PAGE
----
Q: I live in Illinois and have been eagerly waiting to see whether we become the next state to win marriage. I was reading about an issue with religious exemptions – can you tell me what that means?
A: In addition to the same-sex marriage bill pending in Illinois, Colorado is considering a civil union bill and Rhode Island and Hawaii are reviewing marriage bills. As we work toward equality for same-sex relationships across the country, we are having to resist suggestions in some states that new exemptions should be created from current state nondiscrimination laws.
The proposed exemptions we are seeing are clauses in bills designed to allow religious organizations to discriminate against same-sex couples who are getting married or entering a civil union, or who have done so. Religious belief and expression are already protected by our federal Constitution and every state constitution, so exemptions in bills are not necessary to protect the freedom of clergy and houses of worship to decide whose marriages they will solemnize. The problems arise when religious groups want exemptions that go beyond protecting the church door and extend into the public sphere of commercial transactions and social services.
We especially are watching out for proposals to exempt marriage “celebrations.” This term often means wedding receptions, not just solemnization ceremonies done in a church. So if a bill includes this language, a religiously affiliated agency that rents out space to people of all faiths and backgrounds for wedding receptions can deny gay and lesbian couples the chance to rent that space.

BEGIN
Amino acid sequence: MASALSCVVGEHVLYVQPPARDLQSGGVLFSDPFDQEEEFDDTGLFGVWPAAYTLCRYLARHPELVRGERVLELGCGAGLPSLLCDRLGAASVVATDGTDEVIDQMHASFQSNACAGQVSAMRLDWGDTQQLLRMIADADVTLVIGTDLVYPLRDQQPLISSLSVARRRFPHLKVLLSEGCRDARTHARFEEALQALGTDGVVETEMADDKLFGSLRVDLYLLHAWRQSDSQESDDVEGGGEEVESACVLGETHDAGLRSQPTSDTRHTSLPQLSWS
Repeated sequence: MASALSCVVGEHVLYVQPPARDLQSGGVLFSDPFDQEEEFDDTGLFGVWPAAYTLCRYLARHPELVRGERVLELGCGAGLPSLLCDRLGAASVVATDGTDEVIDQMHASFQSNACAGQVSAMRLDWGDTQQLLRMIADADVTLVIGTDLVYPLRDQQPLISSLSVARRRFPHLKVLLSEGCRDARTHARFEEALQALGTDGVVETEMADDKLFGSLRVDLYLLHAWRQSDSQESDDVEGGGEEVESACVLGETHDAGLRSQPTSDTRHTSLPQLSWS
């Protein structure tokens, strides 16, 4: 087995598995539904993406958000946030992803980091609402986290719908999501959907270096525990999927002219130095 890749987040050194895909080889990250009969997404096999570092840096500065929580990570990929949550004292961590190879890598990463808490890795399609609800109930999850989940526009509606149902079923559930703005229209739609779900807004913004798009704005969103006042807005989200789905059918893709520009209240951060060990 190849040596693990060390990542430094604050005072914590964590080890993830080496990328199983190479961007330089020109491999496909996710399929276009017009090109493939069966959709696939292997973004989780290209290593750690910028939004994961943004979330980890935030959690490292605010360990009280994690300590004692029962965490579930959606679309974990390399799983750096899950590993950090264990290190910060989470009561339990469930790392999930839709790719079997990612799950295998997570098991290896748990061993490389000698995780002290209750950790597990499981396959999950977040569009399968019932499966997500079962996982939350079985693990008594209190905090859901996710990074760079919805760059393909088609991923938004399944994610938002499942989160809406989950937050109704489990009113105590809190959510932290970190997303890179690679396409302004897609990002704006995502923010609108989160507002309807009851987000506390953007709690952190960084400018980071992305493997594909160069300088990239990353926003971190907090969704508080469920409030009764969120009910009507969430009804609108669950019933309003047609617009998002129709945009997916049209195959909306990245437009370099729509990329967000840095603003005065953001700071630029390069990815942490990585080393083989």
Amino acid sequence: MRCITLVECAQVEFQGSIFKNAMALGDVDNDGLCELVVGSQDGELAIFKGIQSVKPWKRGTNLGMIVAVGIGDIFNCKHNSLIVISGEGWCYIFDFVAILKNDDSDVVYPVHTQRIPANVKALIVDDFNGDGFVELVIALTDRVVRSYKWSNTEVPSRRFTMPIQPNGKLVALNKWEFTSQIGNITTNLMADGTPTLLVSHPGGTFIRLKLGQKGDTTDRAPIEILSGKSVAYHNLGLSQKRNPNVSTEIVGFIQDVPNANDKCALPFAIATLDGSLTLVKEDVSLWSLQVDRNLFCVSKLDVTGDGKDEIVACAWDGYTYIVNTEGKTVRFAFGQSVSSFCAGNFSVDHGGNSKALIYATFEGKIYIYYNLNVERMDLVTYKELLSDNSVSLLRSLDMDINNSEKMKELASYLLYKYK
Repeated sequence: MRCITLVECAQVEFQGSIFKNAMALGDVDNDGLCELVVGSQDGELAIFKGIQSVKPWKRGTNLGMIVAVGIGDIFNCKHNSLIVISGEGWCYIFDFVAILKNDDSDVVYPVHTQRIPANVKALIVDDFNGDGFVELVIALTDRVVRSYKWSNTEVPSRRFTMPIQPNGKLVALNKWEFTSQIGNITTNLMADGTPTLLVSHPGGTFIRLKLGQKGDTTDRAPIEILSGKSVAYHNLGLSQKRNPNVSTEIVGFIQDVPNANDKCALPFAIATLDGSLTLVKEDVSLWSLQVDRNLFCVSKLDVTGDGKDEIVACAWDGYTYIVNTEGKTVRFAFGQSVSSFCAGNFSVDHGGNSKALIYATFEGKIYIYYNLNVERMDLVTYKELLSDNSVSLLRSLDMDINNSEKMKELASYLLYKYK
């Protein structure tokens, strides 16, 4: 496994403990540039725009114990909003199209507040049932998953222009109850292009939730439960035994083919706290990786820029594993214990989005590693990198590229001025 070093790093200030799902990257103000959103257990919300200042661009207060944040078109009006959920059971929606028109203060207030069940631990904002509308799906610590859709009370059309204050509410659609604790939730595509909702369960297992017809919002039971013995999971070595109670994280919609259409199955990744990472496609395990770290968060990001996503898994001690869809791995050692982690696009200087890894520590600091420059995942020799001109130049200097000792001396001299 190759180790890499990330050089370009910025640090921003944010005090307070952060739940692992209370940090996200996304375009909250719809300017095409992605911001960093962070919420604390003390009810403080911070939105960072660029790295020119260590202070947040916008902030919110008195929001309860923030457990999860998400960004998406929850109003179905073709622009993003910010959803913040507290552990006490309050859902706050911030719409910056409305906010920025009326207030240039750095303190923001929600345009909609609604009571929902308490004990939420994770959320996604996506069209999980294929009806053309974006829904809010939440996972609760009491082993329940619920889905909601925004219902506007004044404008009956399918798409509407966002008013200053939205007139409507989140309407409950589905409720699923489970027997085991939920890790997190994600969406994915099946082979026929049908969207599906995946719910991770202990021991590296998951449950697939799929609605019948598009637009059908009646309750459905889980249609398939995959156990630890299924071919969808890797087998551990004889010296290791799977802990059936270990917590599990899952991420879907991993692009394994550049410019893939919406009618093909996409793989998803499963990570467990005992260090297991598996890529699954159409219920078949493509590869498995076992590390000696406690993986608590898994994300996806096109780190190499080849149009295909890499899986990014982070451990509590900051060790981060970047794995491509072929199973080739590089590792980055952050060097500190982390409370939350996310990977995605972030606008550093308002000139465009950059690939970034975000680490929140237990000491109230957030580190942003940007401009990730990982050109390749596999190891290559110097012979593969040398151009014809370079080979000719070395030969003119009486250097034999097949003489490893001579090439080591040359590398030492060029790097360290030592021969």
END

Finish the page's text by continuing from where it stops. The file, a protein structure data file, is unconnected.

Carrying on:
This type of discrimination usually is unlawful under human rights laws like the one in Illinois, which says organizations that offer goods or services to the public may not discriminate on a series of grounds including race, religion, national origin, marital status, disability, age, sex or sexual orientation.
Another type of religious exemption that can harm LGBT people allows a religious organization to not “recognize” a same-sex couple’s marriage. This is particularly alarming when we consider what can happen in religiously affiliated hospitals when visitation or decision-making depends on one’s legal status. Just imagine needing emergency care, being taken to the nearest hospital, and having your spouse kept from your bedside because the hospital refused to respect your legal marriage.
A third example concerns social services. The government provides funding to many organizations that provide adoption services, addiction recovery, hunger relief, senior services, and help for those who are homeless. Usually, if an organization receives public funds to provide services like this, it cannot discriminate on various bases, including sexual orientation. Allowing an exemption for religiously affiliated agencies could have broad implications, such as blocking children who need families from placement with eligible same-sex couples and putting those who need shelter at risk of rejection because they are gay.
It is exciting to see our allies in legislatures across the country standing up for the freedom to marry. We are working vigilantly with them to protect our core nondiscrimination policies in the process.
If you feel you have been discriminated against based on your sexual orientation, gender identity or HIV status, please contact our Legal Help Desk at www.lambdalegal.org/help.
Jenny Pizer is senior counsel and director of the Law and Policy Project for Lambda Legal, the national organization that works to secure full civil rights for LGBT people.